For my friends who are against marriage equality, it’s a bit different.  While we Christians love a good persecution narrative (“Blessed are ye, when men shall revile you, and persecute you, and shall say all manner of evil against you falsely, for my sake”, after all), most Christians in Australia are not in the habit of feeling actively threatened in their daily lives.  If I wear a cross to work, I’m not going to get weird looks or comments.  And while, yes, certain atheists of my acquaintance do love to tell us how stupid we are for believing the things we believe (often without taking the time to actually establish whether we believe the particular things they are discussing), I can’t say I feel particularly persecuted by this. Persecution requires someone to actually have the power to make my life worse, after all.

I think it is important to acknowledge that for no voters, their fears are not grounded in the past, but in the future.  Yes, marriage equality has happened in other countries, and there have been a lot of scare campaigns around what happened in these countries as a result, but most of us have not grown up in a world that rejects and physically attacks us for our beliefs.  The fears of no voters are not imaginary – I won’t claim that yes voters are perfect snowflakes who never behave badly – but they are largely about things that have not yet come to pass – and which may never do so.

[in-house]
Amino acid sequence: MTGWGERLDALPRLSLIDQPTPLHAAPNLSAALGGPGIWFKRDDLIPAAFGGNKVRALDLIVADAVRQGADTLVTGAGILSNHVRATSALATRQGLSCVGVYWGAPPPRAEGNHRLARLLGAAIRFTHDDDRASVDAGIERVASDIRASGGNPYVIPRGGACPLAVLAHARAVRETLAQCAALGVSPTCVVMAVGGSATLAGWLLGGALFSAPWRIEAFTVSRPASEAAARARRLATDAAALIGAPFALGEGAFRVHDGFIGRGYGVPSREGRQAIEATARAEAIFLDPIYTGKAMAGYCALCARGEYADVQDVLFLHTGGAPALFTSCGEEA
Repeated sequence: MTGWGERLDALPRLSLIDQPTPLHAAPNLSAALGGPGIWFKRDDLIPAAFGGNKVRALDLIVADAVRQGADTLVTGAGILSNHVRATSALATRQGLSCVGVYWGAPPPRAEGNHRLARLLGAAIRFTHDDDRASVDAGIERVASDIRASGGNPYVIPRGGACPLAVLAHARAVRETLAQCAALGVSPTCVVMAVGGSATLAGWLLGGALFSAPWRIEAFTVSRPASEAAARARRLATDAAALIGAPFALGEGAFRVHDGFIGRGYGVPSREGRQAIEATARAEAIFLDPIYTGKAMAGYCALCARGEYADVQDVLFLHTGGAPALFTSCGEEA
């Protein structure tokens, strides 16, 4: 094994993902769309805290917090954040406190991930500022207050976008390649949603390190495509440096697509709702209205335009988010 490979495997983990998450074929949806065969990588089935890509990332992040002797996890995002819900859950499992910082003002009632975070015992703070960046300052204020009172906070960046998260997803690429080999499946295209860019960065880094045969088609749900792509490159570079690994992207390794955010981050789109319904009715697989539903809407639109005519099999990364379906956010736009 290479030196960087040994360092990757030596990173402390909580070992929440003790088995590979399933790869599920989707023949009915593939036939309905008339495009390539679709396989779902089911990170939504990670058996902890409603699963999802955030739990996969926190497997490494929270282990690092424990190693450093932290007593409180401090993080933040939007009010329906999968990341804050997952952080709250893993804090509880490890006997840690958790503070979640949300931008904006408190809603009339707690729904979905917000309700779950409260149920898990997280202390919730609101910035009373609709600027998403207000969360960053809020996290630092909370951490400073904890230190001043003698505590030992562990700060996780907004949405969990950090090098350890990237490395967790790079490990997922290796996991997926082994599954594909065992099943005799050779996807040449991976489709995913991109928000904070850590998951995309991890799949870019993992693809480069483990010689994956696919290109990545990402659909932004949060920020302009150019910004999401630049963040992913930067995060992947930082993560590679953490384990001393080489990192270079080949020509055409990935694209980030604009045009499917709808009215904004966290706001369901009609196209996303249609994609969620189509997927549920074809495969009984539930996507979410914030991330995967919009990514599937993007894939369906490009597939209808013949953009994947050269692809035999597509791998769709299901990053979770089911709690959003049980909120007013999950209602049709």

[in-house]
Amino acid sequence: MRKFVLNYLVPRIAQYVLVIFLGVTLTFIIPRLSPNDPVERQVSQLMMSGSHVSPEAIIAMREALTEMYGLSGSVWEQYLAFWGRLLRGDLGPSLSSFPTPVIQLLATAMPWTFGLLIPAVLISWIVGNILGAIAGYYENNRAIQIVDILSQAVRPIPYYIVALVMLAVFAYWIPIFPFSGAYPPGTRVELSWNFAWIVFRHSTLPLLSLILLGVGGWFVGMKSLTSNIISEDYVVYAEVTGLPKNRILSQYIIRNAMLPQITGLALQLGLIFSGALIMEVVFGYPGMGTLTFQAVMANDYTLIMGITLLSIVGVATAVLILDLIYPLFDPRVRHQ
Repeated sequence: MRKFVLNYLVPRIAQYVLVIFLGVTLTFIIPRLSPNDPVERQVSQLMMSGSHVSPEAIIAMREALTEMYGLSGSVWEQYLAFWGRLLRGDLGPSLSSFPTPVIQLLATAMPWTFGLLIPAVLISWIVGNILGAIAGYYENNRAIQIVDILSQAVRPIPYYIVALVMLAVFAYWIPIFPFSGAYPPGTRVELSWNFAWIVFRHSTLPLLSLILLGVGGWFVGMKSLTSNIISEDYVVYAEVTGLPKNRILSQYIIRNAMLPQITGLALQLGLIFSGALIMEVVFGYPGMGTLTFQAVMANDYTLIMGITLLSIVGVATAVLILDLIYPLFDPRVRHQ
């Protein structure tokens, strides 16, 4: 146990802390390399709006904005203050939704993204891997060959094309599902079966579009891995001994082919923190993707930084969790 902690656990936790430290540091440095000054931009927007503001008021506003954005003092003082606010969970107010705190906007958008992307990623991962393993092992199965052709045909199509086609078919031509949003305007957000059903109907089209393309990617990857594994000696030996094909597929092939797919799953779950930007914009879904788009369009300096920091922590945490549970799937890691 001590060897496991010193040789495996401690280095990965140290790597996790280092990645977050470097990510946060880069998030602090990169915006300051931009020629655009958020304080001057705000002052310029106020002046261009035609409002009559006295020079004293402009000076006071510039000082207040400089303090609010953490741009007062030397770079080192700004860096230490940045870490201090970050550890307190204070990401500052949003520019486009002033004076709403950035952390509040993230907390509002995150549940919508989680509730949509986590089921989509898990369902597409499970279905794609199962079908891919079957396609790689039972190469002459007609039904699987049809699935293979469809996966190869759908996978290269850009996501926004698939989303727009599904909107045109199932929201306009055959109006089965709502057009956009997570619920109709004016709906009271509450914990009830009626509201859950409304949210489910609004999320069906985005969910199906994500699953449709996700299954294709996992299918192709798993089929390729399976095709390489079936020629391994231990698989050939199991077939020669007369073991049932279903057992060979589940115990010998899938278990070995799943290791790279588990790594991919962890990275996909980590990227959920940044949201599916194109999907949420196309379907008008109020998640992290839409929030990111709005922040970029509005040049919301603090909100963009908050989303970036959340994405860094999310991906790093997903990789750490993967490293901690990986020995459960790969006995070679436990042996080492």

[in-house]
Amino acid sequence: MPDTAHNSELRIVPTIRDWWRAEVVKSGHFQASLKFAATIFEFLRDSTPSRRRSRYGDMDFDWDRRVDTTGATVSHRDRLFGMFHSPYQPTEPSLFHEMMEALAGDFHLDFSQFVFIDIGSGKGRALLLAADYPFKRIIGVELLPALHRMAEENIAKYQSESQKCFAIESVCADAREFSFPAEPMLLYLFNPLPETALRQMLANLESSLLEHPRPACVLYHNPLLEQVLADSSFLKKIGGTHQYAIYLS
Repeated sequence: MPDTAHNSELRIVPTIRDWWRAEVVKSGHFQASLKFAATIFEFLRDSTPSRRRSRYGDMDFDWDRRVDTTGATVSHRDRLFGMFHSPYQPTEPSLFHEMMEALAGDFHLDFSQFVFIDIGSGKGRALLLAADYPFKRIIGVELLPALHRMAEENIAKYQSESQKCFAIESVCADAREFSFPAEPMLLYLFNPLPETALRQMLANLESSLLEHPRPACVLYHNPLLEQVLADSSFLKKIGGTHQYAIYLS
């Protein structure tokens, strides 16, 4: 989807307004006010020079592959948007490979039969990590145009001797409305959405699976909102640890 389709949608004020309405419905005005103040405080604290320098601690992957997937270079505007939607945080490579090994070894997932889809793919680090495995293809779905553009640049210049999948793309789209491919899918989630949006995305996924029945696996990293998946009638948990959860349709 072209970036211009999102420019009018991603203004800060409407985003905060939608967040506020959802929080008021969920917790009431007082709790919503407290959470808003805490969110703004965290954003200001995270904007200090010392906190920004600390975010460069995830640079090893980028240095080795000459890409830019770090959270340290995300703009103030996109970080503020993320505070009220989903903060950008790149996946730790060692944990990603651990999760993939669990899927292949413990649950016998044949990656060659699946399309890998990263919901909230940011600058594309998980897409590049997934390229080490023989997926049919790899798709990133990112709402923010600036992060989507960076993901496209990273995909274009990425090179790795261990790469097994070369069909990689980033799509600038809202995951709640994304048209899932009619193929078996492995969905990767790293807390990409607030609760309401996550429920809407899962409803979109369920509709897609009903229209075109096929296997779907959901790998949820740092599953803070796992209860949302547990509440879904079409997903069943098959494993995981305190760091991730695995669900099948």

I’ll be talking mostly about and to my fellow Christians in this blog post, because the people I know who are against marriage equality have, by and large, reached that conclusion because of their faith.  I’ve reached the opposite conclusion because of my faith – and I’ll write about that elsewhere! – and it’s very possible that you are shaking your head at me right now and thinking that I’m clearly not saved, and that’s fine.  But I hope you will keep reading, because I think that as Christians we do owe it to ourselves to act with integrity and with honesty, and that includes being honest with ourselves.  And a lot of the no campaign that I have seen has been based on conflating things that are true with things that are either not true or have nothing to do with this vote.

I don’t think this does anyone any favours, and I don’t think it’s a good look for Christianity.

If you are a likely no voter reading this, I’m going to assume that you are acting in good faith.  I’m going to assume that you are not a hateful person, or a cruel person, or someone who wants gay people to suffer.  I’m going to assume that you really do believe that voting Yes will be detrimental to society.

I’ll be honest – I think you’re terribly wrong.  But I’m not here to yell at you or be mean.

I’m here to ask you to separate out what is really true from what is still a matter of conjecture.  I’m here to ask you to vote for or against the measure being put before us, not a random collection of things that tend to get associated with that measure,  I’m here to ask you to vote with love and integrity, not with fear.